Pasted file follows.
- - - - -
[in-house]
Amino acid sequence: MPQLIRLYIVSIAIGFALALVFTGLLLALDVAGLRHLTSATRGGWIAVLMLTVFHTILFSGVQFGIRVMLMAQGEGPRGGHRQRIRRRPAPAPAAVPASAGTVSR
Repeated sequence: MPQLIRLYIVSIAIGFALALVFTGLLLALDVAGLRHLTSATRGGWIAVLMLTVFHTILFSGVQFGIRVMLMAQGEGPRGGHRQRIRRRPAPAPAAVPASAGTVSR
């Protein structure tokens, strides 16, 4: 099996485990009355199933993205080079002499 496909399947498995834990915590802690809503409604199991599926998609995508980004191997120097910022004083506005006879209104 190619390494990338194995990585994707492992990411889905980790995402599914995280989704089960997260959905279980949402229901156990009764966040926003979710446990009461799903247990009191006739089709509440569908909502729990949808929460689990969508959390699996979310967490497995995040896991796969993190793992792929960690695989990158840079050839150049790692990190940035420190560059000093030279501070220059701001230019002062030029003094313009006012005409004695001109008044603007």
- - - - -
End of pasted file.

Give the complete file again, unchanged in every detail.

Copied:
[in-house]
Amino acid sequence: MPQLIRLYIVSIAIGFALALVFTGLLLALDVAGLRHLTSATRGGWIAVLMLTVFHTILFSGVQFGIRVMLMAQGEGPRGGHRQRIRRRPAPAPAAVPASAGTVSR
Repeated sequence: MPQLIRLYIVSIAIGFALALVFTGLLLALDVAGLRHLTSATRGGWIAVLMLTVFHTILFSGVQFGIRVMLMAQGEGPRGGHRQRIRRRPAPAPAAVPASAGTVSR
């Protein structure tokens, strides 16, 4: 099996485990009355199933993205080079002499 496909399947498995834990915590802690809503409604199991599926998609995508980004191997120097910022004083506005006879209104 190619390494990338194995990585994707492992990411889905980790995402599914995280989704089960997260959905279980949402229901156990009764966040926003979710446990009461799903247990009191006739089709509440569908909502729990949808929460689990969508959390699996979310967490497995995040896991796969993190793992792929960690695989990158840079050839150049790692990190940035420190560059000093030279501070220059701001230019002062030029003094313009006012005409004695001109008044603007």